10°11′43″N 125°31′57″E / 10.1953°N 125.5325°E / 10.1953; 125.5325 (Libjo) Libjo 14.0% 17,760 17,567 +0.21% 180.57 69.72 98 250 16
10°21′33″N 125°34′45″E / 10.3592°N 125.5793°E / 10.3592; 125.5793 (Loreto) Loreto 7.3% 9,309 8,920 +0.82% 255.87 98.79 36 93 10
10°00′34″N 125°34′15″E / 10.0095°N 125.5708°E / 10.0095; 125.5708 (San Jose) San Jose 21.6% 27,487 31,035 −2.29% 27.80 10.73 990 2,600 12
10°19′38″N 125°33′22″E / 10.3272°N 125.5562°E / 10.3272; 125.5562 (Tubajon) Tubajon 6.5% 8,276 7,568 +1.72% 90.00 34.75 92 240 9
Total 127,152 126,803 +0.05% 1,036.34 400.13 120 310 100
 † Provincial capital  Municipality
  1. ^ The globe WMA button2b.png icon marks the town center.


Population census of Dinagat Islands
YearPop.±% p.a.
1903 5,243—    
1918 8,382+3.18%
1939 16,156+3.17%
1948 17,317+0.77%
1960 22,761+2.30%
1970 32,227+3.53%
1975 53,443+10.68%
1980 79,342+8.22%
1990 98,865+2.22%
1995 100,537+0.31%
2000 106,951+1.33%
2007 120,813+1.70%
2010 126,803+1.78%
2015 127,152+0.05%
2020 128,117+0.15%
Source: Philippine Statistics Authority [20][21][22]

The population of the Dinagat Islands in the 2020 census was 128,117 people, [3] with a density of 120 inhabitants per square kilometre or 310 inhabitants per square mile.

The original inhabitants of the province are called "Lumad", while residents of the Dinagat Islands are called "Dinagatnon". The Dinagat Islands is predominantly a Cebuano-speaking province. However, towns facing the Surigao del Norte are Surigaonon-speaking, particularly the municipalities of Dinagat and Cagdianao due to their proximity to the province of Surigao del Norte. Panamaon and the historic Hibuson Island speak Waray-Waray. Influences of the Cebuano and Boholano languages with a Tausug accent can be traced. Most can also speak various levels of Tagalog and English.


Religious breakdown in the province shows Roman Catholicism at majority with 53% adherence while Iglesia Filipina Independiente or Aglipayan is the significant minority religion at 23%. Other minority religions are the Church Body of Christ- Filipinistas (12%), United Church of Christ in the Philippines (4%), Iglesia ni Cristo (3%) and other smaller Christian groups (Dinagat Island Socio Economic Factbook, 2007).[full citation needed]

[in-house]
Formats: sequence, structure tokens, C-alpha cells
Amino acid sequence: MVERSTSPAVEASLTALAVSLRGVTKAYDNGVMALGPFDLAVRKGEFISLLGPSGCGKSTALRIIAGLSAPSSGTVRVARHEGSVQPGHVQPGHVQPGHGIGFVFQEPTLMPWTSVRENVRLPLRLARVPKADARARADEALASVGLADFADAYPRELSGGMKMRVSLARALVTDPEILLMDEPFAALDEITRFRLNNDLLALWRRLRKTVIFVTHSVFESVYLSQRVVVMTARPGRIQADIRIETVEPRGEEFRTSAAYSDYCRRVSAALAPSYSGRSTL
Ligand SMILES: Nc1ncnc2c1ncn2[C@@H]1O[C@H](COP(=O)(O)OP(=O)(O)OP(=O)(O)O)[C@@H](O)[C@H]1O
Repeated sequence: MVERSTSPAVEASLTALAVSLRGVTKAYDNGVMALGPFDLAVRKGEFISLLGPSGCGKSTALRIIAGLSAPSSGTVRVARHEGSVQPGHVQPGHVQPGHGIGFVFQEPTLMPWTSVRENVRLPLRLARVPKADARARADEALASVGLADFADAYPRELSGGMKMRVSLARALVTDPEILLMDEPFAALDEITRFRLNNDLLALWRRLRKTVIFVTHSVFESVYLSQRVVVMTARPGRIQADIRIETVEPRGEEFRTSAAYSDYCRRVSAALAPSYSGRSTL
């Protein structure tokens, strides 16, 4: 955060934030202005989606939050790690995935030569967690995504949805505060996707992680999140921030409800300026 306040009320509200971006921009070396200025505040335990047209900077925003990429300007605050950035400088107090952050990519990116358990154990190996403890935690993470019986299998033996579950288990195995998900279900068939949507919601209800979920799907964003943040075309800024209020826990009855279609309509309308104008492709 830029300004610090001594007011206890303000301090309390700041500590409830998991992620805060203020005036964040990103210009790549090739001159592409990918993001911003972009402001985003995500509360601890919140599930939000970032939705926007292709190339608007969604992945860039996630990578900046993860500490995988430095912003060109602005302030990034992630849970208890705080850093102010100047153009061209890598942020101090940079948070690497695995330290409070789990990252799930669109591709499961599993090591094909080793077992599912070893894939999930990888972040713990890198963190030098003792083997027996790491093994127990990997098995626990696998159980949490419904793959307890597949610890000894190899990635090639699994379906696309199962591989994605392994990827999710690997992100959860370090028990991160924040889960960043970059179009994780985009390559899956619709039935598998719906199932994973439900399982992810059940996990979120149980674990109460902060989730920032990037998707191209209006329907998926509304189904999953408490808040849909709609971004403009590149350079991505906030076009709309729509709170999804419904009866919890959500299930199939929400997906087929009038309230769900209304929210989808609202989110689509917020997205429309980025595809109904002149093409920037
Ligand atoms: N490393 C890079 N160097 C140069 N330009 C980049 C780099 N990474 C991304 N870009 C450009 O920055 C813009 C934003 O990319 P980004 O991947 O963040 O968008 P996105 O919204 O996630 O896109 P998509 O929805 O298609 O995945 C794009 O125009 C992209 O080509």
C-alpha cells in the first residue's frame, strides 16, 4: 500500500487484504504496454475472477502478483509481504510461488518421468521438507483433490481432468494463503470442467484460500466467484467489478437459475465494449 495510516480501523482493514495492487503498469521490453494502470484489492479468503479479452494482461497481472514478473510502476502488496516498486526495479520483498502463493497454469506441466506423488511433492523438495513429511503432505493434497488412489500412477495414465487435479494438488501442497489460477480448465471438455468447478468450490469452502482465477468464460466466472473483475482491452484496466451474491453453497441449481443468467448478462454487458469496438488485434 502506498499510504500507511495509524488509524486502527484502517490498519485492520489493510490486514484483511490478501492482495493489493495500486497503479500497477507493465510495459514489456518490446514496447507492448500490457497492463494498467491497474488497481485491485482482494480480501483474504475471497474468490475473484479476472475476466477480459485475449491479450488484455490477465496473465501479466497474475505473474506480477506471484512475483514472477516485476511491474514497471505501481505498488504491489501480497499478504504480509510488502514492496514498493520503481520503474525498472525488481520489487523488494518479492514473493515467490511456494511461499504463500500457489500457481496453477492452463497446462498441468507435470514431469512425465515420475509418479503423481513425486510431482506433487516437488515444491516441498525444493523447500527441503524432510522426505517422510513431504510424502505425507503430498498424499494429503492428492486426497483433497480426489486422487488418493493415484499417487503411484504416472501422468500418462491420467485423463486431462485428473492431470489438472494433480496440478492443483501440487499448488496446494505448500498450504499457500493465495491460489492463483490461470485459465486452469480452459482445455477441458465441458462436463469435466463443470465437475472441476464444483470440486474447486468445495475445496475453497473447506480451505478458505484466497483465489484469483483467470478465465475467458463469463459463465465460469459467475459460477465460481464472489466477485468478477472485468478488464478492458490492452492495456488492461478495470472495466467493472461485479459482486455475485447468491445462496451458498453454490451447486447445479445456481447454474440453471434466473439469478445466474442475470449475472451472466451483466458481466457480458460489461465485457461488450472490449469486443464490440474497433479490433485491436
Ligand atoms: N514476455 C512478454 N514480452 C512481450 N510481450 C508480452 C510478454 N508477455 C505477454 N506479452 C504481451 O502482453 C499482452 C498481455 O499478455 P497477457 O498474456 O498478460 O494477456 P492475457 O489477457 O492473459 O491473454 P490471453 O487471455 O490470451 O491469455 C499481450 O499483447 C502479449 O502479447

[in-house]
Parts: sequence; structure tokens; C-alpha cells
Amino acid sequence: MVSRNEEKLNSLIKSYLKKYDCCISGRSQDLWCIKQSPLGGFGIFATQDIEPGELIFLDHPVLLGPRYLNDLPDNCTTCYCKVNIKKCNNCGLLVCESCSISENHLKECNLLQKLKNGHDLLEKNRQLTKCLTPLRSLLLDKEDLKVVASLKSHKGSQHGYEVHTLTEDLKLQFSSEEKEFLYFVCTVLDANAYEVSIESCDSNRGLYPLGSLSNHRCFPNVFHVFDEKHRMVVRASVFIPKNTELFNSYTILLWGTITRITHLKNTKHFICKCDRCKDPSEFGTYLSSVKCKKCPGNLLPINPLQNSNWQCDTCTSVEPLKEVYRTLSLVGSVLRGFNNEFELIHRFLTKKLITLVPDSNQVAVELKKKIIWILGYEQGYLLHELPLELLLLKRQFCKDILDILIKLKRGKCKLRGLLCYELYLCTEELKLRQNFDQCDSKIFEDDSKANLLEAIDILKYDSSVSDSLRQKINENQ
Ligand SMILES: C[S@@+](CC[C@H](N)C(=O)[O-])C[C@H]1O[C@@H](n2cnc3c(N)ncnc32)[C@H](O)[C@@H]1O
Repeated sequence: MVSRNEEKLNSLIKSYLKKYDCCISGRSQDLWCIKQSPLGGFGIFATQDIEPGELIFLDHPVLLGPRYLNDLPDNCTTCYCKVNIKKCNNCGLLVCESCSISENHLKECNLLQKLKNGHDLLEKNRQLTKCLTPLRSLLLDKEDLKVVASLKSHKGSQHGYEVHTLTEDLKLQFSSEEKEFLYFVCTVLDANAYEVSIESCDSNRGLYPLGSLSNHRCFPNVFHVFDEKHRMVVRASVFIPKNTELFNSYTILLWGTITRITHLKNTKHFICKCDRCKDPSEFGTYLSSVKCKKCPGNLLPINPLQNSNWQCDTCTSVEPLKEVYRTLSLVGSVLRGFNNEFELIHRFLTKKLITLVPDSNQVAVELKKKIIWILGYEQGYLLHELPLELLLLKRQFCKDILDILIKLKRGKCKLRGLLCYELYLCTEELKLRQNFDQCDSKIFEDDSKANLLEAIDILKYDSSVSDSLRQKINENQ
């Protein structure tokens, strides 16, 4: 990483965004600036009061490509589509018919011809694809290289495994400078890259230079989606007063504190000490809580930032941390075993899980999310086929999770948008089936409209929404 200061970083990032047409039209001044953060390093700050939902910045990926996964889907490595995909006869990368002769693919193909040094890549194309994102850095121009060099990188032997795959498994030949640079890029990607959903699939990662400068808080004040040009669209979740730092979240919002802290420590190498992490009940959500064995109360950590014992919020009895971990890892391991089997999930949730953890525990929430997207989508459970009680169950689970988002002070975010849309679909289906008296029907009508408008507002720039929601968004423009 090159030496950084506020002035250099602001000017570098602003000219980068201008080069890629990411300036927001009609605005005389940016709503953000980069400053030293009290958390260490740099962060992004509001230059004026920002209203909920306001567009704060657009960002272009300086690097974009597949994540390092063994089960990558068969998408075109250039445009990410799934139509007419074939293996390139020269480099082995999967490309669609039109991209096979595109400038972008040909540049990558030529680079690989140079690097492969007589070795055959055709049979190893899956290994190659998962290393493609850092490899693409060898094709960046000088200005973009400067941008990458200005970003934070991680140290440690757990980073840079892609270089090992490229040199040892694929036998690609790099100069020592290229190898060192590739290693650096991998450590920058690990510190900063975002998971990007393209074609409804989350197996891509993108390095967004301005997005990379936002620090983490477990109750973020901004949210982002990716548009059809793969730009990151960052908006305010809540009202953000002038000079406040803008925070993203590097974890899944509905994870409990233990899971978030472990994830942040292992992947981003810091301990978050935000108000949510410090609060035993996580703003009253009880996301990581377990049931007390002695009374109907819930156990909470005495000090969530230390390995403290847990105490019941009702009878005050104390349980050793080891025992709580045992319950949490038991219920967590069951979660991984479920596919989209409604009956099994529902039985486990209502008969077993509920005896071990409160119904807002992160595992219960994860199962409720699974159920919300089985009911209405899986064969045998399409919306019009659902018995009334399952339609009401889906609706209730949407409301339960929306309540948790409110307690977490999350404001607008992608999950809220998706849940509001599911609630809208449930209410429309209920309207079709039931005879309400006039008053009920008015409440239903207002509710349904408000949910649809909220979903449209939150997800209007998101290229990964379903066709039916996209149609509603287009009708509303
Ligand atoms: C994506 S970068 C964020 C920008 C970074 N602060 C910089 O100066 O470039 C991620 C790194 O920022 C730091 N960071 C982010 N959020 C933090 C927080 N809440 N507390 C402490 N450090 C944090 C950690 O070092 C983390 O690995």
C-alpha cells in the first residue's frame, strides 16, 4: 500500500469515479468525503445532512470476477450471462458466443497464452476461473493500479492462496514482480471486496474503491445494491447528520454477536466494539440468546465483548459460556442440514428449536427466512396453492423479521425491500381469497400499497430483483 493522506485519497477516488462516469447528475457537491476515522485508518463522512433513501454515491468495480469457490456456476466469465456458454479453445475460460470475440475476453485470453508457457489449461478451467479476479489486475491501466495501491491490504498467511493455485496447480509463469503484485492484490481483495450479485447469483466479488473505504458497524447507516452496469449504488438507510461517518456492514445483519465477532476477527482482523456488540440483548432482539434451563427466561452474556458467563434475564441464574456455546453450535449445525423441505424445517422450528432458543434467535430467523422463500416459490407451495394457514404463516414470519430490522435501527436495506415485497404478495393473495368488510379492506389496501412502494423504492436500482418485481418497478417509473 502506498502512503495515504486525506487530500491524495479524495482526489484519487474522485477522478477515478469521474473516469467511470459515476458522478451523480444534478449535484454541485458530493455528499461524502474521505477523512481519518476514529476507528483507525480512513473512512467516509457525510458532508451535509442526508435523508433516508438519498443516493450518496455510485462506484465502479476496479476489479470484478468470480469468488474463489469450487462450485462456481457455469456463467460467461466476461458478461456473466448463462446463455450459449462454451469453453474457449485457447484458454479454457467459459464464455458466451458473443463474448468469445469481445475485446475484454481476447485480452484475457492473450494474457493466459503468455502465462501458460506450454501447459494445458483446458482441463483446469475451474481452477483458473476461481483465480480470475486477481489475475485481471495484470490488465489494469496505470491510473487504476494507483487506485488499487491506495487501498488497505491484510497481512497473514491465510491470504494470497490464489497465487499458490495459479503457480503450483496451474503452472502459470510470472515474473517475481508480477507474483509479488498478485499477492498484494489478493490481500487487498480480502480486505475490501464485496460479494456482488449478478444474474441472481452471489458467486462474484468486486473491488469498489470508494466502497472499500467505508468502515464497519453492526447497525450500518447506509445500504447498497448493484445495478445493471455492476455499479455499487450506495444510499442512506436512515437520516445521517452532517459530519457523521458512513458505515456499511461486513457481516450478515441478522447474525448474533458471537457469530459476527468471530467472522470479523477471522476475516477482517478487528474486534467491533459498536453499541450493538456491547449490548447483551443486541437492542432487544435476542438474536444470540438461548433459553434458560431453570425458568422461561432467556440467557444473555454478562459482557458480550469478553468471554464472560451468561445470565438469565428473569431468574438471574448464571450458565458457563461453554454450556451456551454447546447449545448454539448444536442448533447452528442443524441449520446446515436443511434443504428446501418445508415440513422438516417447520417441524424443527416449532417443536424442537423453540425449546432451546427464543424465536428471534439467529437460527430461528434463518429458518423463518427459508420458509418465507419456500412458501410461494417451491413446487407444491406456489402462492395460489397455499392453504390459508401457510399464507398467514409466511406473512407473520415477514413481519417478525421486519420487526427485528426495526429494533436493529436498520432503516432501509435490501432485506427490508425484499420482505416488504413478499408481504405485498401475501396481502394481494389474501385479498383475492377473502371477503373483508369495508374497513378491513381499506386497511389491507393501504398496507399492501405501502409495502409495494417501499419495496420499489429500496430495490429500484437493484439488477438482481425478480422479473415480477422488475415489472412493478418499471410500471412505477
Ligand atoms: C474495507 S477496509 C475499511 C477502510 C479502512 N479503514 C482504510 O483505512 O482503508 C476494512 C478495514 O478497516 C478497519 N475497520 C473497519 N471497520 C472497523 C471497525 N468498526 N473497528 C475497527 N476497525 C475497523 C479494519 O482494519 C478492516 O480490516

Recent cultural, religious and socioeconomic changes of the province have allowed the rebound of Roman Catholics (and Aglipayans in some degree) and their numbers have constantly increased; the province had experienced a Catholic decline in several decades (1970s-early 2000s) due to immigration of the members of Philippine Benevolent Missionaries Association in the 1960s. There were some decades (1990s-2000s) where Roman Catholics became minority with as low as 37% of the population.[citation needed]

Several religious conflicts[further explanation needed] were recorded in the province. But at present, religious harmony is relatively observed in most parts of Dinagat Island.


The Governor of the Dinagat Islands is the local chief executive of the province of the Dinagat Islands.

No. Name Took office Left office Party
1 Geraldine B. Ecleo-Villaroman June 30, 2007 June 30, 2010 Lakas
2 Glenda B. Ecleo June 30, 2010 June 30, 2019 Lakas–Kampi
3 Arlene J. Bag-ao June 30, 2019 June 30, 2022 Liberal
4 Nilo Demerey Jr. June 30, 2022 Lakas

The Representative of the Dinagat Islands is the congressperson of the province of the Dinagat Islands in the House of Representatives.

No. Name Took office Left office Party
1 Glenda B. Ecleo June 30, 2007 June 30, 2010 Lakas
2 Ruben B. Ecleo, Jr. June 30, 2010 May 31, 2012 Lakas–Kampi
3 Arlene "Kaka" J. Bag-ao June 30, 2013 June 30, 2019 Liberal
4 Allan I B. Ecleo June 30, 2019 PDP–Laban



Nepenthes bellii, a tropical pitcher plant endemic to the Philippine islands of Mindanao and Dinagat, where it grows at elevations of 0–800 m above sea level

Dinagat Islands is a young island-province at the northern tip of Mindanao. Many describe Dinagat Islands as a hidden gem of the Caraga Region XIII. The Islands are enriched with great bio-diversity, abundant natural wonders and rich resources. Dinagat Islands has a multitude of fascinating white sandy beaches with arrays of colossal rock formations. These sites and attractions are as diverse as the topography of the islands and islets.[citation needed]

The province is known for its caves, resorts, and beaches. These include Bitaug Beach, Campintac Black Beach No. 2, Linao Spring Resort, and San Juan Cave (all in Loreto), Lake Bababu, Puerto Prinsesa Beach & Hagakhak Cave in Basilisa, Tagberayan Beach, Sayaw Beach, Legaspi Water Falls, Hinabyan and Leandro's Beach Resort in Cagdianao, Talisay Beach in Tubajon, Quano Blue Lagoon and Quano Cave, Ben Paz Mountain Resort and Oasis Islet Resort in Libjo, and the Cab-ilan Beach & Cab-ilan Gamay Beach in Dinagat.

Environment and wildlife[edit]